In addition to numerous trout stream easements, the Fisheries Section owns outright many sensitive parcels of land surrounding some of Minnesota’s best trout and steelhead rivers. These parcels are designated “Aquatic Management Areas” under state statute, and management, including tree cutting, may only be performed for the purpose of protecting fisheries, fisheries habitat, water quality and intrinsic biological values. For reasons that are not clear, but which appear to be vestiges of a hand-shake political deal more than a decade ago, the DNR included all 8,017 acres of AMAs in Lake County in the STHA. And although Lake County AMAs account for 0.3% of the 2.75 million acre harvest pool statewide, somehow the DNR model has decided that 7,260 of these 8,017 acres will be harvested over the next 10 years! This is 90% of the AMAs along popular Lake County trout and steelhead rivers.

Changing Forest Conditions Require Active Management

It is important to point out that sometimes northern forests need tree harvest and planting to produce conditions most favorable for long term health of coldwater fisheries. In the northern two-thirds of the state, trout and steelhead fisheries are products of the forests in their watersheds. How well the forests within a given watershed have been managed in the past and how well they are managed in the future determine to what degree the coldwater fisheries in streams flowing through them will be productive, or whether the fisheries will vanish entirely. A healthy forest is essentially a sponge, which holds precipitation, both snowmelt and rainfall, and slowly releases it over time. A healthy forest reduces destructive peak flows and increases base flows, especially in warm summer months.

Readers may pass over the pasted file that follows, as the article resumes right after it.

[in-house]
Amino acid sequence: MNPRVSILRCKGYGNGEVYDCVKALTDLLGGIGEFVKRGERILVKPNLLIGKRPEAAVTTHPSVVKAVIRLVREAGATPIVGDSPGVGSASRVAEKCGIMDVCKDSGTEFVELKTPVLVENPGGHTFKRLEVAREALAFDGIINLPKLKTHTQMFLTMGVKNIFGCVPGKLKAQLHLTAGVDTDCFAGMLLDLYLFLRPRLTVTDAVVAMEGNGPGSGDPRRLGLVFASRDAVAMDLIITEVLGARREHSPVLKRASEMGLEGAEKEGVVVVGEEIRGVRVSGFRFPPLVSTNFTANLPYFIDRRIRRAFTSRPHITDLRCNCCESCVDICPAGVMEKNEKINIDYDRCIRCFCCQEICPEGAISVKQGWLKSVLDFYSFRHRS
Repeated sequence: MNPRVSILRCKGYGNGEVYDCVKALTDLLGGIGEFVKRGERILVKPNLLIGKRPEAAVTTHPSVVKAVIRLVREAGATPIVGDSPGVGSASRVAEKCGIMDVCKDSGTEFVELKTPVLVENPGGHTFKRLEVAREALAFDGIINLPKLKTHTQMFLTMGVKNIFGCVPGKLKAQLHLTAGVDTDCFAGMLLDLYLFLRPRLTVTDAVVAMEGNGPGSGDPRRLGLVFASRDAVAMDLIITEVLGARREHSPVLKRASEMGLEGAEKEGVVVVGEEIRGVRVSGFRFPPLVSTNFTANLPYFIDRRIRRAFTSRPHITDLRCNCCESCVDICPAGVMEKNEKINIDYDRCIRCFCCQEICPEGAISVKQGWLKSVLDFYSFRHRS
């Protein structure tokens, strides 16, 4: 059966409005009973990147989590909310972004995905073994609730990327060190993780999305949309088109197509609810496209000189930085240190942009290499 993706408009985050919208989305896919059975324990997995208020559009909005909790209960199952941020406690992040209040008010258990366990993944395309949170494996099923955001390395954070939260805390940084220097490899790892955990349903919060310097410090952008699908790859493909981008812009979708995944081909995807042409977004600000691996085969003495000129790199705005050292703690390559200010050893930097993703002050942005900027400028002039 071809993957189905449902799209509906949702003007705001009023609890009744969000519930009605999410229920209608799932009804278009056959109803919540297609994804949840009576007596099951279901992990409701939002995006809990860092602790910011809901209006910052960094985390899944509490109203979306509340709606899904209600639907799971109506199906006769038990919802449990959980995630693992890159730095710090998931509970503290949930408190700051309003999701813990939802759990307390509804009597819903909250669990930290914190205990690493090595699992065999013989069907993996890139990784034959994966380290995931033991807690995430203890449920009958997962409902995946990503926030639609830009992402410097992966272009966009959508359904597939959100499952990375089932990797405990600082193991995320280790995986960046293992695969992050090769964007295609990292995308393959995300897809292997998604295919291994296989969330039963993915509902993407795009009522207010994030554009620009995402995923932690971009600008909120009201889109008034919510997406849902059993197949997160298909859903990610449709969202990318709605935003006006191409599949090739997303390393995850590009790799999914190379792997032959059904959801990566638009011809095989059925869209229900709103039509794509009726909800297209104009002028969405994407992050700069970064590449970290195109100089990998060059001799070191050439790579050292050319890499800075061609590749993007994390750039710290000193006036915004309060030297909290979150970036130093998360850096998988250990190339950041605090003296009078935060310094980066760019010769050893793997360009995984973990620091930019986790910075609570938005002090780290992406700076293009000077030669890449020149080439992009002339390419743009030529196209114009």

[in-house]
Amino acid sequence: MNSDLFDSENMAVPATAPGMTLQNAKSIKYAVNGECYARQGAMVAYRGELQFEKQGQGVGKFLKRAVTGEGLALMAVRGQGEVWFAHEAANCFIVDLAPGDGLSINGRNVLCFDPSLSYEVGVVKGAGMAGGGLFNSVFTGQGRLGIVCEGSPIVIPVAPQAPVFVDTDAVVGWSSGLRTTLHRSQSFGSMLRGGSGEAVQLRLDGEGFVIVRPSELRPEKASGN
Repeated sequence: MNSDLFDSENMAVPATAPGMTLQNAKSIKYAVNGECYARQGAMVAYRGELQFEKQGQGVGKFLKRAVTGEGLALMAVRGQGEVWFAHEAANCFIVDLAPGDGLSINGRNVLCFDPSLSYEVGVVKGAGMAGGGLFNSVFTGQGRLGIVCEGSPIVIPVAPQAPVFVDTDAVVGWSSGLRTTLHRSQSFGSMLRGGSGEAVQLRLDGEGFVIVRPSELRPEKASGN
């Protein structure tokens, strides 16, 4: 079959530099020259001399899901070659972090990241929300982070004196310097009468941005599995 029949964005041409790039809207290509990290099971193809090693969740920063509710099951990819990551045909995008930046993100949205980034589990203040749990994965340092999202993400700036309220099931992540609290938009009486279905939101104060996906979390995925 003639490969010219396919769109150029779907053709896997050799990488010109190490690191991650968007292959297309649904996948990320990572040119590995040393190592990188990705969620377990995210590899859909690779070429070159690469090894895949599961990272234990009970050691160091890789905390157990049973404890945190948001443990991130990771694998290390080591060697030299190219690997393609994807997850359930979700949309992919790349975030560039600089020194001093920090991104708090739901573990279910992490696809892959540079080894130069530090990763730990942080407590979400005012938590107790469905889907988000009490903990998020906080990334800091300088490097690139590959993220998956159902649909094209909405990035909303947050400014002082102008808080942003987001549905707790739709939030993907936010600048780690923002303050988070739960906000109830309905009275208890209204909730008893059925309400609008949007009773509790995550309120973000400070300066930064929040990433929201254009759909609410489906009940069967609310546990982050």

Fisheries biologists and foresters know that trout and steelhead fisheries benefit most from older forests with long-lived species capable of providing greater water storage, mature canopy, a supply of future large wood (as old trees fall into the floodplain), and riparian tree species not attractive to beavers. However, given the hodgepodge of past activities, tree diseases and pests, many forest stands lack these conditions and cannot reach or maintain these desirable conditions without tree harvest and tree planting. MNTU recognizes that northern Minnesota’s forests, including in AMAs, often need active management in order to achieve a healthy, mature forest that will store water and slowly release it into trout streams. Need for active management is increasing given the warming climate and the waves of tree pests and diseases it will bring. Indeed, without intervention, many forests will degenerate into brushland.

 

For these reasons MNTU is not opposed to tree harvest. Far from it. We are working with land managers along the North Shore to increase tree harvest in many areas in order to convert the forests back to long-lived species capable of providing greater water storage and canopy. Foresters, land managers and loggers are our partners. We look forward to increasing our involvement in tree harvest and tree planting activities. However, flaws in the DNR’s Sustainable Timber Harvest Analysis, described in the preceding section, will impose wood harvest targets on sensitive Fisheries lands that are too high. Unless corrected, these timber volume quotas will replace fisheries management goals and will lead to excessive or premature tree harvest to the detriment of prized trout and steelhead fisheries.